Grave Markers, Memorials and Monuments
Remember, you don’t have to rush. The marker will not be installed until after the funeral so you don’t need to make a snap decision. Even when the death has already happened, you can take your time and shop around.
What’s the Difference? Grave marker, headstone, and gravestone are often used interchangeably. In general, these all refer to any type of memorial that is placed on a grave. Cemeteries will often use the term “monument” to refer to any memorial that is upright. “Markers” generally refer to memorials that lie flat or are beveled. Companion markers are made for two people.
What can make the selection of a grave marker difficult is the wide range of styles, colors, and materials that are available. Having many choices is actually a good thing though, since it allows you to create a memorial that truly reflects the personality of the deceased and expresses the impact he or she made on the lives of those who knew and cared about them.
To help guide you through the selection process, here are six easy steps to buying a grave marker. To learn more about markers, the styles available, materials used, and see design tips, click here.
Shopping for a Grave Marker
Determine the requirements of the cemetery.
Each cemetery has its own rules and regulations that govern the size, material and types of head stones that are permitted on their grounds. For example, there may be limitations on the height of the monument or the amount of text that can be included on the stone. Most reputable grave marker companies will contact your cemetery for you to make sure that what you have selected meets with their requirements. But it is always a good idea to check directly with the cemetery you plan to use before you begin shopping. You don’t want to take a chance that the grave marker you select is refused when it is delivered. Your cemetery may also require that you complete a set of forms prior to accepting your grave marker.
Set a Budget.
The price for grave markers can vary widely. Decide about how much you would like to spend before you begin to shop. This will help you narrow down your choices and make it easier to focus on deciding which options fall within your target price range. In addition to the cost of the grave marker, you may be required to pay a fee for installation, taxes, or delivery charges. Educating yourself on exactly what is included in the price can help you make sure that you are working within your resources.
Choose the material for the marker.
Grave markers are available in a variety of materials. The most common choices are granite and bronze. Both of these materials are durable, easy to maintain, and reasonably priced. Some cemeteries require the use of a particular material in certain sections of the cemetery. Be sure to check with your cemetery before you start shopping. For more information on the materials used for grave markers visit our How to Buy a Grave Marker page.
Choose the style of marker.
Choosing a style for your marker may be as simple as selecting the option your cemetery requires or as complicated as weeding through dozens of shapes and sizes. Here’s where your budget can help. Keep your shopping to those grave markers that fall within the price range you have in mind.As you get to this stage of the process it’s a good time to start thinking about what the person you are selecting the stone for would like. Were they a flashy person or did they have more simple tastes? Is there something special that you want to be on the stone, like a quote or a saying? If so, you’ll need to think about how much room you need. Do you want the stone to be for two? The answers to these questions will help guide your choice.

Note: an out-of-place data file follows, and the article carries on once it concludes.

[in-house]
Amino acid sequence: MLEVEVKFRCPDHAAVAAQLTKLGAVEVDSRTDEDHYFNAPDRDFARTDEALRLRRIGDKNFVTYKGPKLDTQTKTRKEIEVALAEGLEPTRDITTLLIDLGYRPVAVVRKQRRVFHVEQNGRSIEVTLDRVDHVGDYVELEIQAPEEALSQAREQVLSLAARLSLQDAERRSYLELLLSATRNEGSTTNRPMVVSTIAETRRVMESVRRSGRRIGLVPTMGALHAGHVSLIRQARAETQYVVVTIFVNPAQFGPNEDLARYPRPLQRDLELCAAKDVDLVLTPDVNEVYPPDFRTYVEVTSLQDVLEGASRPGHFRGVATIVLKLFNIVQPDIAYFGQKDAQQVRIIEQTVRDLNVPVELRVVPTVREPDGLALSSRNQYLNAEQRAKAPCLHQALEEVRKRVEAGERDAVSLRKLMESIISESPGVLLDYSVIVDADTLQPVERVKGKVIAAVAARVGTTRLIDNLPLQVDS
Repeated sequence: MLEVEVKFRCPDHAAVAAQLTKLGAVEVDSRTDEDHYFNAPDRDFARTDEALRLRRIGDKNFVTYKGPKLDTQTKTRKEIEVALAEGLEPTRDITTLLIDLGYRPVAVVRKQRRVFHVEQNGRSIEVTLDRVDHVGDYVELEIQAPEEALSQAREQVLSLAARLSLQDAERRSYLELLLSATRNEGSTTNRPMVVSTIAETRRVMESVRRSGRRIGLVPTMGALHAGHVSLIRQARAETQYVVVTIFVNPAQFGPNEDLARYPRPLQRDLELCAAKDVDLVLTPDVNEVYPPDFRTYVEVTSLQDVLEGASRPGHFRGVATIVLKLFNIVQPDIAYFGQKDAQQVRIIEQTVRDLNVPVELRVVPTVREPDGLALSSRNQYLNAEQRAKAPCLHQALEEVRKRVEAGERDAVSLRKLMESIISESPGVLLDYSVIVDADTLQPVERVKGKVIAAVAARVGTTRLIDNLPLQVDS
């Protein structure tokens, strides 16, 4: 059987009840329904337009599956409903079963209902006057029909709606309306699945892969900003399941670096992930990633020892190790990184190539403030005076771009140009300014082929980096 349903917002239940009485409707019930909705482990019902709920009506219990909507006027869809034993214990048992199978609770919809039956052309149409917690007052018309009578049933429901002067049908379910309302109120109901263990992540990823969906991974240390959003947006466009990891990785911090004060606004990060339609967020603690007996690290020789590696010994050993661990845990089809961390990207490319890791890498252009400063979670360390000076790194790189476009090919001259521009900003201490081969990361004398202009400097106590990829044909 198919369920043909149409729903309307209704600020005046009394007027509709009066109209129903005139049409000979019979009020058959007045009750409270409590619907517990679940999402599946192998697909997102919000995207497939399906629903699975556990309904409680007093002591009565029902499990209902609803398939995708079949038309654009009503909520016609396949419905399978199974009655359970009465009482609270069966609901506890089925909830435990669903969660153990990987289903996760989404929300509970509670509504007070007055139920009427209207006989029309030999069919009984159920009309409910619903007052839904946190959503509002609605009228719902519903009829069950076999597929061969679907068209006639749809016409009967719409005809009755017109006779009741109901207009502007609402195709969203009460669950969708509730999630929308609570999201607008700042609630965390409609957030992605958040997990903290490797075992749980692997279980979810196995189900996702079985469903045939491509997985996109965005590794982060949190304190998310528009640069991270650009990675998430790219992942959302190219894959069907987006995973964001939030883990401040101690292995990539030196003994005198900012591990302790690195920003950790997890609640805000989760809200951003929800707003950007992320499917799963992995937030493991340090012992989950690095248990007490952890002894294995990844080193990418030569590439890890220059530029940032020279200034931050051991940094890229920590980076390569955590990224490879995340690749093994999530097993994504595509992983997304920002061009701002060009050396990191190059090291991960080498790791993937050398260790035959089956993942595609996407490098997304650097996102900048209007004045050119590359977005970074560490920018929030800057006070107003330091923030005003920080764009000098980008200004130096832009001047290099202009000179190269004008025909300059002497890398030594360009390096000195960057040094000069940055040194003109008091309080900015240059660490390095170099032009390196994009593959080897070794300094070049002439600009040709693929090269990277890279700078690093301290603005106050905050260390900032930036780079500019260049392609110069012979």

Personalize your marker.
Now that you have decided on the type of marker you would like to purchase, you can begin to design what will be on the stone or plaque. You might want to include a quotation, a photo, or an illustration. The specifics of what you choose will depend on how large your monument is and what it is made of, what your budget is, and what the requirements of the cemetery are. We have included information below that will help you design the marker.
Veterans and their eligible dependents are provided with headstones and markers at no cost through the U.S. Department of Veterans Affairs. If the burial is in a national or state veteran’s cemetery or on a military post, the marker is ordered through the cemetery at the government’s expense. The cost to place the marker or headstone is normally included. Some state cemeteries will charge a nominal fee to set the stone.
If burial is in a private cemetery, the headstone or marker must be applied for through the Veterans Affairs office. The cost of the marker or headstone will be paid for by the government. The cost to place the memorial will not be included.
Purchasing Grave Markers
In the past the only real option for purchasing a grave marker was to work with a local funeral home, cemetery, or monument company. This is still a popular way to buy. The key advantage to using these firms is that you can be sure they are aware of any special considerations that your cemetery may have. They can provide you with a good range of choices and you will be able to speak with a customer service person face-to-face.
Today’s shoppers also have access to the Internet which opens up a whole new way to buy grave markers. Online shopping for grave markers allows you to browse your options in the comfort of your own home at your convenience. By comparing options and prices online you may also be able to save money.
When shopping for a grave marker online you need to follow the same safety guidelines you would for any large purchase. You should check the credibility of the seller and look for red flags such as a lack of contact information on their website.